He had to make a living and that was all there was too it, but nothing ever turned out no matter what he did. It all ended in nowhere land.
He prayed constantly, but his prayers weren’t answered. When it would get bad God would cause things to happen just enough to feed them.
It was always just enough and no more.
God would bless Joe up and down with the presence of the blessed Holy Spirit and his presence was always with Joe.
Joe’s brother in Las Vegas had called him a few months before asking him to come down to Vegas and work for him, but Joe didn’t want to go and leave Oregon and their home. He had told his brother he would think about it and left it at that.
But when he saw that work crew out there working when he should have been working with them he knew he had to do something.
When he had gotten home he had called his brother and agreed to come down.
Joe worked on his second cup of coffee that morning. He always knew that God knew his every thought so he was just honest about them. He knew God heard them and knew if God had anything to say he would say it.
Joe sat there and worried in his coffee-cup. He had traded his work truck to some guy two days before for a customized Dodge van title for title and he was going to take the dog, their big yellow Labrador “Boomer” and the trailer and head out.
His wife was going to stay there with the kids and try to sell the house, the rest of the furniture and the horse and drive on down when he got a house in Vegas.
Joe hated like the dickens to give up this house and three acres that sat atop a beautiful mountain. Joe could sit in his upstairs office and see forever, Mt. St. Helens, Mt. Baker and Mt. Hood. The ground was rich and would grow anything and they had a good garden that year.
The kids loved the place, the dog which hated cats and the horse that would break through three strands of barbed wire just to graze over on his neighbors pasture.
That horse was one worthless nag but the kids loved him so Joe had kept him. He chased him all over creation and back because at least once a week the deputy sheriff that drove that part of the county would drive up to the house in the patrol car and tell Joe where the horse was presently staying eating somebody else’s hay.
Joe grew more depressed as he sat there knowing what had to be done. He didn’t like it, but not liking it didn’t make it better or worse either one.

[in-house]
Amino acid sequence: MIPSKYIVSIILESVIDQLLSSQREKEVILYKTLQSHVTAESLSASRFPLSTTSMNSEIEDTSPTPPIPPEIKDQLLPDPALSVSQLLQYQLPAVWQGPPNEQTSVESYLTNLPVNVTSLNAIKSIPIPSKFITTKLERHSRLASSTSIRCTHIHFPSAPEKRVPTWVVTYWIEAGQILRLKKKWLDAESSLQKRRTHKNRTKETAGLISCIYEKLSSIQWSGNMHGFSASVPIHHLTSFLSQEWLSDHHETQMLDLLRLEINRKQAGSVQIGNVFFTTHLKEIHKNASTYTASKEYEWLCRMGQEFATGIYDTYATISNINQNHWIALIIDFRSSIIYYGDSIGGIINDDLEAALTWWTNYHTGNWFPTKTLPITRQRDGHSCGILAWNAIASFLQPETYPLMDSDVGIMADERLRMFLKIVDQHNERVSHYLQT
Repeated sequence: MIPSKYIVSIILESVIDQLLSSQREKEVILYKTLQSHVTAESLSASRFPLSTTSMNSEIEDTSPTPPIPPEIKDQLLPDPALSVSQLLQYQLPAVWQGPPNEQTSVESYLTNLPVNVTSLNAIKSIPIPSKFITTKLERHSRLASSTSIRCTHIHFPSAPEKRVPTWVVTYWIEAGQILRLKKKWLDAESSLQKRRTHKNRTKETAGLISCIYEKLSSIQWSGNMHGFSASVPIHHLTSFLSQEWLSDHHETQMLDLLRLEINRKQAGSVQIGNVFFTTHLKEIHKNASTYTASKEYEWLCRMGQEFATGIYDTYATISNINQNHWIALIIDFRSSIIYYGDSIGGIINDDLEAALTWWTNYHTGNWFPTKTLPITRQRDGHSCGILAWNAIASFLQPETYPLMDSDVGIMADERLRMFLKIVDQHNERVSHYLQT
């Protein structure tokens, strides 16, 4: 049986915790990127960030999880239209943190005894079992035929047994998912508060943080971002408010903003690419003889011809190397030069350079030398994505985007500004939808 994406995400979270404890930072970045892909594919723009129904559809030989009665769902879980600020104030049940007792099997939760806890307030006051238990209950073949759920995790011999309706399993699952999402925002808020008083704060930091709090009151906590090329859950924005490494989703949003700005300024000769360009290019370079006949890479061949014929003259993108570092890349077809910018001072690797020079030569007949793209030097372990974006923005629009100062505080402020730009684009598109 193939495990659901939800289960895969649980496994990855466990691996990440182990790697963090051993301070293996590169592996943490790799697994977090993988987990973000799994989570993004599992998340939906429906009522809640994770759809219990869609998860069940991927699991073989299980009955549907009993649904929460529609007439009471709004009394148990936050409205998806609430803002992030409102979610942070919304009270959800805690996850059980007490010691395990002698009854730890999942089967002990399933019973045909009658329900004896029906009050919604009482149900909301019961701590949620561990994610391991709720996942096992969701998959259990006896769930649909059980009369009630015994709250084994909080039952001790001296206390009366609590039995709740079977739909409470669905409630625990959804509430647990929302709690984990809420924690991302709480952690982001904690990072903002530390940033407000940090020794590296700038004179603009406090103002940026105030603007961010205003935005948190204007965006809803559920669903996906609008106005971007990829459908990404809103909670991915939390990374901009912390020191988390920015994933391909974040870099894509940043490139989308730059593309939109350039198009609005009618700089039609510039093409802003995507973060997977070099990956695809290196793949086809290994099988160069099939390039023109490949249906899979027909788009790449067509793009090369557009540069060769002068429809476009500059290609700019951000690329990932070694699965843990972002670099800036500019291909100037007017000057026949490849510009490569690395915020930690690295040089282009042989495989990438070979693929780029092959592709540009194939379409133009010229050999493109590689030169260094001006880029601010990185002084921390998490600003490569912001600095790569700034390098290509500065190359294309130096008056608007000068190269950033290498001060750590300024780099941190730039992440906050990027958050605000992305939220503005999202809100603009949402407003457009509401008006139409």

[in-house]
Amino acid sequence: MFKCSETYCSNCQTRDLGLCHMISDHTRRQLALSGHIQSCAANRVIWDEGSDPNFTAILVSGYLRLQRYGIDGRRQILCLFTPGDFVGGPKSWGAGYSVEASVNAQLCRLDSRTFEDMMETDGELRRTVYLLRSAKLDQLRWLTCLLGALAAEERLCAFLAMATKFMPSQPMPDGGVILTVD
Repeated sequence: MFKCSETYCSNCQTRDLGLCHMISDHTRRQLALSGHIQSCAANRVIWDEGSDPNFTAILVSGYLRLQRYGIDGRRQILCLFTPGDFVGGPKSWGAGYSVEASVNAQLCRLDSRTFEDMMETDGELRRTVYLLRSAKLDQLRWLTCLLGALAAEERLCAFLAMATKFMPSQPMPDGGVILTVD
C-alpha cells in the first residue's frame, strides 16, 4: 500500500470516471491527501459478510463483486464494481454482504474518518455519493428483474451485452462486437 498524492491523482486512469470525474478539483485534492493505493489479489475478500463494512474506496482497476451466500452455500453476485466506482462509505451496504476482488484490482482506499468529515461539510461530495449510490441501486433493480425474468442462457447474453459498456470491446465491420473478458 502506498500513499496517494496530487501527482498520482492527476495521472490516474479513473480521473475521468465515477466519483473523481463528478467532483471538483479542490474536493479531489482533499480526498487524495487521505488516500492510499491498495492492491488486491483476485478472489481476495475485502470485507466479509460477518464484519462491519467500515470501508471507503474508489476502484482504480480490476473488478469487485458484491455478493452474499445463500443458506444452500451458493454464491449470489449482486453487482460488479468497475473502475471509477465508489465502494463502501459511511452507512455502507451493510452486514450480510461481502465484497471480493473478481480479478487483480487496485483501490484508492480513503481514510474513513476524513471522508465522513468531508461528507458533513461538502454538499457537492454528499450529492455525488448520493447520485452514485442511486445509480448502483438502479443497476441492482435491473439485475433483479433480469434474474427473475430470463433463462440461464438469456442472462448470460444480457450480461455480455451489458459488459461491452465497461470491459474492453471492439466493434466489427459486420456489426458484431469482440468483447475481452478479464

Joe didn’t understand God at all, but he never told him. He knew God and he wasn’t about to go cursing him nor complaining to him. He knew eternity waited for him and as the old songs goes “We’ll understand it better by and by.”
Joe had faith in God that he would supply the need somehow because he always did. At times Joe had thoughts that God deliberately kept him crushed under his heel. A big foot right on top of his neck holding him to the ground. Joe also knew the source of those thoughts and he could almost see the leering face of Satan. He knew Satan hated him for his undying faith. He knew that as well as he knew his own face.
Joe heard Jena head for the bathroom, heard the commode flush and she walked into the living room frizzy headed and sleepy eyed and plopped down in her chair.
“Are you going to go this morning?” She asked as she looked over at him. She knew already knew the answer.
“Yeah, the trailers hooked up. Less’en you got any other idea!” He added sharply.
“I should be in Vegas day after tomorrow. You need to start breakfast.” He said gently and she got up tiredly and headed for the kitchen.
Joe could sometimes be sarcastic but he didn’t mean anything by it. He just liked to avoid foolish questions when the answers were obvious at least to him and he could be sarcastic the most when he was worried.
Joe smelled bacon and Jena came back into the living room and this time she eased down on Joe’s lap and rested her head on his chest.
Joe inhaled the sweet smell of her hair and Joe felt panic start at the thought of leaving her alone.
Nothing ever broke until he left the house, but as soon as he even went hunting everything on the place fell apart and he would feel guilty when he got back.
Jena couldn’t fix a broken fingernail much less anything around the house. Joe wrapped his arms around her and held her close.
“I Love you Joe.”
“I know.” Said Joe and he choked up a little, but he didn’t let her see it.
After a few minutes she got up and went back to the kitchen to finish breakfast. They ate in silence, the kids were stirring around and it was almost time for Joe to go if he was going.
Joe walked through the kitchen to the back door and yelled “Boomer, com’ere boy!” And the large lab trotted out from the insulated pump house where he liked to sleep and Joe snapped a leash on his choke chain and led him around the house to the van.
He opened the door and boomer jumped in.